Okay, I think before continuing that it is important to be aware that none of the advice or recommendations in this article replaces the need to discuss taking any new form of exercise up with your doctor. Although running and cardiovascular exercise is good for your health especially in terms of blood pressure and weight loss it is important to have a chat with your doctor especially if you have not done any exercise for a long period.
Top 10 Tips for Starting Running
Okay, hopefully we have covered why running is good, I think we should now look at my top 10 tips for starting running. Remember these are not a programme such as the couch to 5km (there are lots of these out there) rather they are some general principles and tips from a physiotherapist aimed at getting you running safely and reducing your risk of injury.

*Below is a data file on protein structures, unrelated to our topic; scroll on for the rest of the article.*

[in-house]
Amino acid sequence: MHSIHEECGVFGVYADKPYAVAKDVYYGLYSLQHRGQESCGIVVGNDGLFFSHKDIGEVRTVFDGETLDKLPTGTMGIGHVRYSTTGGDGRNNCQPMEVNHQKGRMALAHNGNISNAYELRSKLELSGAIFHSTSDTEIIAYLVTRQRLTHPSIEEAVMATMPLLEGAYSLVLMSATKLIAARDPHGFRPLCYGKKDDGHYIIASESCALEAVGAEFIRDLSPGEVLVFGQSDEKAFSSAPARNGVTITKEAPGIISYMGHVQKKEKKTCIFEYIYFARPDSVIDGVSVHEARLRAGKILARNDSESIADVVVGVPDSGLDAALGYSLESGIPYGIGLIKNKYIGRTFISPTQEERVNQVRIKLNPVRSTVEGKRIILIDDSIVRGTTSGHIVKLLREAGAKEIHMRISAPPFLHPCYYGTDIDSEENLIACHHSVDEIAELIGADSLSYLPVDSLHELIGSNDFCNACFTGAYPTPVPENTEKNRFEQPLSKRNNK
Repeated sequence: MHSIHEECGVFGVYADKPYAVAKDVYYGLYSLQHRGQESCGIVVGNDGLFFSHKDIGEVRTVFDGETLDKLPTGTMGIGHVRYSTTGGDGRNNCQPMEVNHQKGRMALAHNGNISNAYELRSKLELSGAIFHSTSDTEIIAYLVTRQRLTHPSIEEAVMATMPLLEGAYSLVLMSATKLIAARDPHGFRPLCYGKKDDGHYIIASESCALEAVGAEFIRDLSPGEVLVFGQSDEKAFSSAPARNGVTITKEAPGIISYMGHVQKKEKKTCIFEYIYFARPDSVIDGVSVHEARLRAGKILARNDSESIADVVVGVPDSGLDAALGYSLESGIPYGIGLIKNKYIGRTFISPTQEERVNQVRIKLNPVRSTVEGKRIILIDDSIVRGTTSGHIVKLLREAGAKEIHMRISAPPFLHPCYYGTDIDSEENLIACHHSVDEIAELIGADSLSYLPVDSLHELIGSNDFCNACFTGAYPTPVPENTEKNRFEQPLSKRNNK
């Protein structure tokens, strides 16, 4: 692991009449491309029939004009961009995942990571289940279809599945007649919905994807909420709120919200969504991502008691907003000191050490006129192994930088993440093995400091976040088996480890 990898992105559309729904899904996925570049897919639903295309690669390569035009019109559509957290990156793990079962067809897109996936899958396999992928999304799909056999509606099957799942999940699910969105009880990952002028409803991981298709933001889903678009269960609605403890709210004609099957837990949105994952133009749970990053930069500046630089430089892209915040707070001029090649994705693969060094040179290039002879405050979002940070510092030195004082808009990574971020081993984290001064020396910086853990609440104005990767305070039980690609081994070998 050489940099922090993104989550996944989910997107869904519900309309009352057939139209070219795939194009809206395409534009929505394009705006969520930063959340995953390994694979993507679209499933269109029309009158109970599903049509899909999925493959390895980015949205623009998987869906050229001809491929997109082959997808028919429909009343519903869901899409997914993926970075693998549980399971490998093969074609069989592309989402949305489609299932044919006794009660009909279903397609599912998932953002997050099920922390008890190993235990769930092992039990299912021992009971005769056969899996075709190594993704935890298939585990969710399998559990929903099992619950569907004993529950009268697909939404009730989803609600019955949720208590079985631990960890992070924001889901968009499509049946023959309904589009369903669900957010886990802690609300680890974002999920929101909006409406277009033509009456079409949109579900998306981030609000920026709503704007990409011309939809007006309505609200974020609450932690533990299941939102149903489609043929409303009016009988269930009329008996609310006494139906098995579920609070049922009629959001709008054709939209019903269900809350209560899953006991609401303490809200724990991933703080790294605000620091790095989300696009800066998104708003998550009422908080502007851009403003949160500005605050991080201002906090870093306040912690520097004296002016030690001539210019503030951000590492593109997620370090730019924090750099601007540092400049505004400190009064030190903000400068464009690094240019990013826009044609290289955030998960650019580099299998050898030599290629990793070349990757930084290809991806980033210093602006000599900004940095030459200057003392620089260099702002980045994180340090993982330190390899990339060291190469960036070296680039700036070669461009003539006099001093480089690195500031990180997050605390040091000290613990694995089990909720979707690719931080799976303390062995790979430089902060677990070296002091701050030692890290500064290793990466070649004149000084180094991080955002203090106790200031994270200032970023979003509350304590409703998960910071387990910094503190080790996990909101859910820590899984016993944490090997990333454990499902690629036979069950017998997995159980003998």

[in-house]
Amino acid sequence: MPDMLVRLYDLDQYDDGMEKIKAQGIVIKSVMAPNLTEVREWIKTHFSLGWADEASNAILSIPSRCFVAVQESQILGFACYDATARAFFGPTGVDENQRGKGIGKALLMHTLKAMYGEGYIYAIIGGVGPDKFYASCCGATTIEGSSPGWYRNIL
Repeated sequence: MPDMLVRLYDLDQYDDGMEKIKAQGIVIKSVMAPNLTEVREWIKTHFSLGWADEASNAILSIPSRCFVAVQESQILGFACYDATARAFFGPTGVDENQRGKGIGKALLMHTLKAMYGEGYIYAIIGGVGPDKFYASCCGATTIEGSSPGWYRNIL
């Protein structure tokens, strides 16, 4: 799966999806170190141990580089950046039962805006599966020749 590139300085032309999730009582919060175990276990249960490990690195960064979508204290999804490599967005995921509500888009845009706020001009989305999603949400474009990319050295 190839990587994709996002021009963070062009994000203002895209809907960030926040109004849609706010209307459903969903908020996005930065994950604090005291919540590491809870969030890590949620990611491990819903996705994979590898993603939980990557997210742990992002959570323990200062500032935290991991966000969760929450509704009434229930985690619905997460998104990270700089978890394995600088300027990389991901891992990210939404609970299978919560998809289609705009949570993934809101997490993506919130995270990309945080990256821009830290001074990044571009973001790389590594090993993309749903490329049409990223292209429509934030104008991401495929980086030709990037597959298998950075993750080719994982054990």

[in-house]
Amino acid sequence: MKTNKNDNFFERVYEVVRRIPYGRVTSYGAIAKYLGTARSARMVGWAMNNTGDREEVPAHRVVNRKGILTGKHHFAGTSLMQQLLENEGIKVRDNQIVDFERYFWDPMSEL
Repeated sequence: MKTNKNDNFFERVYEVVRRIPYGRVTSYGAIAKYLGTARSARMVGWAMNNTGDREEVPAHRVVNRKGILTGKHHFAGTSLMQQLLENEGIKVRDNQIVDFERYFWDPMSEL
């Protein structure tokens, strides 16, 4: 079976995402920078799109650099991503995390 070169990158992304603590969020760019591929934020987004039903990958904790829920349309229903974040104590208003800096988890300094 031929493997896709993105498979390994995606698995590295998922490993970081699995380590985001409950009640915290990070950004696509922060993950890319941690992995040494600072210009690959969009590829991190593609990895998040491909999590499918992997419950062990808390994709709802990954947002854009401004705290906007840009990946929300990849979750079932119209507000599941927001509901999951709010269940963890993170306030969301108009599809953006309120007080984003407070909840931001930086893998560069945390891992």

- Start Slowly! Taking things easy at the start and not trying to go from hero to zero is vital for avoiding injury! When I say “Start Slowly” I mean both in terms of speed and distance, this is something I try to emphasis to all of my running patients. The difficulty here is that when you have made a decision to take up a new sport or activity and try to get fitter the temptation is to go all in and start doing too much. This is a mistake and something that you should avoid at all costs as it pretty much leads to injury and time off running. I would advise when you begin running to do much less initially and go much slower initially (certainly for at least the first month) than you think you can. So, if you think that you could run for 30 minutes already then start with a slow gentle jog for 10 minutes at maximum, with potentially some walk and run component to it. I understand that many people will be enormously frustrated by this approach but if you want to avoid injury then you need to give your body a chance to adapt and this takes time.